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Quote of the day: Appius Claudius was keenly alive to the
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Agricola by Tacitus
Translated by Alfred John Church and William Jackson Brodribb
Chapter 20: Agricola in Britain. (cont.)[AD 79]
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Agricola, by the repression of these abuses in his very first year in office, restored to peace its good name, when, from either the indifference or the harshness of his predecessors, it had come to be as much dreaded as war. When, however, summer came, assembling his forces, he continually showed himself in the ranks, praised good discipline, and kept the stragglers in order. He would himself choose the position of the camp, himself explore the estuaries and forests. Meanwhile he would allow the enemy no rest, laying waste his territory with sudden incursions, and, having sufficiently alarmed him, would then by forbearance display the allurements of peace. In consequence, many states, which up to that time had been independent, gave hostages, and laid aside their animosities; garrisons and forts were established among them with a skill and diligence with which no newly-acquired part of Britain had before been treated.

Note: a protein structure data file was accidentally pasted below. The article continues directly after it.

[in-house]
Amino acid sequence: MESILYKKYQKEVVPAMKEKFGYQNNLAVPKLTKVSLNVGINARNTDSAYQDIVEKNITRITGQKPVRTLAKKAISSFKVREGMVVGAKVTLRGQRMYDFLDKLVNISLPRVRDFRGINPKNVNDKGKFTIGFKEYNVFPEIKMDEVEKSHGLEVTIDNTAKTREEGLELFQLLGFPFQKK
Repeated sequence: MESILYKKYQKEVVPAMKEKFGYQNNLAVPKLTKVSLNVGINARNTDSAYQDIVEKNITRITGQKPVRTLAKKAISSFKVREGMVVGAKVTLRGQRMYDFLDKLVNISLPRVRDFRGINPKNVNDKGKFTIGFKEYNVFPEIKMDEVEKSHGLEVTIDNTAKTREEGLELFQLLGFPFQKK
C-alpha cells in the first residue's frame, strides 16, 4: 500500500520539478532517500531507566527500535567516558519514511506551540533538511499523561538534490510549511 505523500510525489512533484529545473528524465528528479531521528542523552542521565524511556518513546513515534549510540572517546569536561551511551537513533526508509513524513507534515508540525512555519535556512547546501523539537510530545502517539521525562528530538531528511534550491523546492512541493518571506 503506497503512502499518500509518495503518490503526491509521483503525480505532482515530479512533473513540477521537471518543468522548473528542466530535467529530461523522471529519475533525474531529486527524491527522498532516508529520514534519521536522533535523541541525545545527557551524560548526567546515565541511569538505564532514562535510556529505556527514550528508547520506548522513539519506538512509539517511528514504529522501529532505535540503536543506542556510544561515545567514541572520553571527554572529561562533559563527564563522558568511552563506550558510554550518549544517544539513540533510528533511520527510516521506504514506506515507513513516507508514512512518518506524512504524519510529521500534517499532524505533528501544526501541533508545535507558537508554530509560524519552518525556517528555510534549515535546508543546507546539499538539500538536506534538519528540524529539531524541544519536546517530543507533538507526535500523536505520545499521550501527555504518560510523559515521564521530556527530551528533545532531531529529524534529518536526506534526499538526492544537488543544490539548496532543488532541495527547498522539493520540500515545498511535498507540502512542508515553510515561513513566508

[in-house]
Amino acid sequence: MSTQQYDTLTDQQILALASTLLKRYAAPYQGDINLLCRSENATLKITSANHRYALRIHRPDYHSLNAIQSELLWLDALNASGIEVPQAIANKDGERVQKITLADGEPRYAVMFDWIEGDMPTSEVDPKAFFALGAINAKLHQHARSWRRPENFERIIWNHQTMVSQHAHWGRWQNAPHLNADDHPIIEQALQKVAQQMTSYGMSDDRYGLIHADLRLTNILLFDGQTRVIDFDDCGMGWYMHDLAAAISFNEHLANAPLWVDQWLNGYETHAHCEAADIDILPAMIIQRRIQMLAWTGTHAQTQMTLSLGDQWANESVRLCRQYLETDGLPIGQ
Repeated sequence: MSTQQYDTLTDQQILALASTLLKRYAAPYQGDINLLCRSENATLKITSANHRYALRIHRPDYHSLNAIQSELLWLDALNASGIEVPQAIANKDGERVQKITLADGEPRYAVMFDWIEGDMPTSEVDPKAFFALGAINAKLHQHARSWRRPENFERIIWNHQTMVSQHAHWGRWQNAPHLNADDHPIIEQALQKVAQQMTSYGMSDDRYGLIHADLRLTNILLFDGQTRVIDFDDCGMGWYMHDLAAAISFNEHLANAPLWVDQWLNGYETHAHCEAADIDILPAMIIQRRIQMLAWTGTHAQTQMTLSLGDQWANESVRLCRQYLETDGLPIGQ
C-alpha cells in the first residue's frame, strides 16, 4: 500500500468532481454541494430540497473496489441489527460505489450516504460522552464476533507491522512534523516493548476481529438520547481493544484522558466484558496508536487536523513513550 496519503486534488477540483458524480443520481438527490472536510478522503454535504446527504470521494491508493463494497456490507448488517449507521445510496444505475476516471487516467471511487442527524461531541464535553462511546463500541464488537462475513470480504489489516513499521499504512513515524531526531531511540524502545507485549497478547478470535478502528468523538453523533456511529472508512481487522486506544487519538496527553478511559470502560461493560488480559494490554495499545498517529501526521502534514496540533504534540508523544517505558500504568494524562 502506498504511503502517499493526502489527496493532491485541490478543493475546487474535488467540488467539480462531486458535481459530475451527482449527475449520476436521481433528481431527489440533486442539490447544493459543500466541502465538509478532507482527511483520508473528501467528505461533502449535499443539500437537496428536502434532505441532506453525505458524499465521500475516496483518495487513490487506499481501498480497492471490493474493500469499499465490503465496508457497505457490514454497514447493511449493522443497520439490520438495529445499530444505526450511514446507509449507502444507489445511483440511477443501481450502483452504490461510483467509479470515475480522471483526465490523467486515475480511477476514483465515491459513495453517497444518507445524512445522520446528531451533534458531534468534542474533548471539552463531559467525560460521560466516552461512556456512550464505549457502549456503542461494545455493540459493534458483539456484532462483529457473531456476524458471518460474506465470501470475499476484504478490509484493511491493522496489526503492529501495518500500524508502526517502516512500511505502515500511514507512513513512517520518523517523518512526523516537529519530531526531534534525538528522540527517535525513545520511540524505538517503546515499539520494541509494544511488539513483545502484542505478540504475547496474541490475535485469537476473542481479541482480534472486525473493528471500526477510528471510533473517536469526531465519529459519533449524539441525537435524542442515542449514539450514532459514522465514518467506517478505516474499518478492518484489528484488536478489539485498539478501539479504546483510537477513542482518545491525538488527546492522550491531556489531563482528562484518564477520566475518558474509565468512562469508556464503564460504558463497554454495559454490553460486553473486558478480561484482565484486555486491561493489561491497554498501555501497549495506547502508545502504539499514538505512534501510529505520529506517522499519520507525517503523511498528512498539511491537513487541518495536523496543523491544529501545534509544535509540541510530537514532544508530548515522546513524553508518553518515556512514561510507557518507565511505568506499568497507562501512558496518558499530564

Event: Agricola in Britain: 79 AD